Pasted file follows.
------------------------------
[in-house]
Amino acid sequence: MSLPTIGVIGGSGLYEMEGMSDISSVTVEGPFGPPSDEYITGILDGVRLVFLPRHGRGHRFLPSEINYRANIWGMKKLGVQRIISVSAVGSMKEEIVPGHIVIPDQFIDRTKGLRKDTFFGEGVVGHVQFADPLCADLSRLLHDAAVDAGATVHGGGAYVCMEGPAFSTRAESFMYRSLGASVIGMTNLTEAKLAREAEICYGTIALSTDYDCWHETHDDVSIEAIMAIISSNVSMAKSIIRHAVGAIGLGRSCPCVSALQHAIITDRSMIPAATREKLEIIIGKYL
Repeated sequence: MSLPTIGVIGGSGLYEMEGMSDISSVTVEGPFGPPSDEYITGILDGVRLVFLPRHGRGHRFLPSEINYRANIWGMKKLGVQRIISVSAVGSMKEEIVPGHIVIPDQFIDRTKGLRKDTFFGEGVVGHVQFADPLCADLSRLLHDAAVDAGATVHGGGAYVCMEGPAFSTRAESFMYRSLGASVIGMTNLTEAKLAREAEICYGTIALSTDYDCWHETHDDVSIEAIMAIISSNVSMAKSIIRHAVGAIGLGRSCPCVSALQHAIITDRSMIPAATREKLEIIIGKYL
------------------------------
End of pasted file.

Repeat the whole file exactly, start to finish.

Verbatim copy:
[in-house]
Amino acid sequence: MSLPTIGVIGGSGLYEMEGMSDISSVTVEGPFGPPSDEYITGILDGVRLVFLPRHGRGHRFLPSEINYRANIWGMKKLGVQRIISVSAVGSMKEEIVPGHIVIPDQFIDRTKGLRKDTFFGEGVVGHVQFADPLCADLSRLLHDAAVDAGATVHGGGAYVCMEGPAFSTRAESFMYRSLGASVIGMTNLTEAKLAREAEICYGTIALSTDYDCWHETHDDVSIEAIMAIISSNVSMAKSIIRHAVGAIGLGRSCPCVSALQHAIITDRSMIPAATREKLEIIIGKYL
Repeated sequence: MSLPTIGVIGGSGLYEMEGMSDISSVTVEGPFGPPSDEYITGILDGVRLVFLPRHGRGHRFLPSEINYRANIWGMKKLGVQRIISVSAVGSMKEEIVPGHIVIPDQFIDRTKGLRKDTFFGEGVVGHVQFADPLCADLSRLLHDAAVDAGATVHGGGAYVCMEGPAFSTRAESFMYRSLGASVIGMTNLTEAKLAREAEICYGTIALSTDYDCWHETHDDVSIEAIMAIISSNVSMAKSIIRHAVGAIGLGRSCPCVSALQHAIITDRSMIPAATREKLEIIIGKYL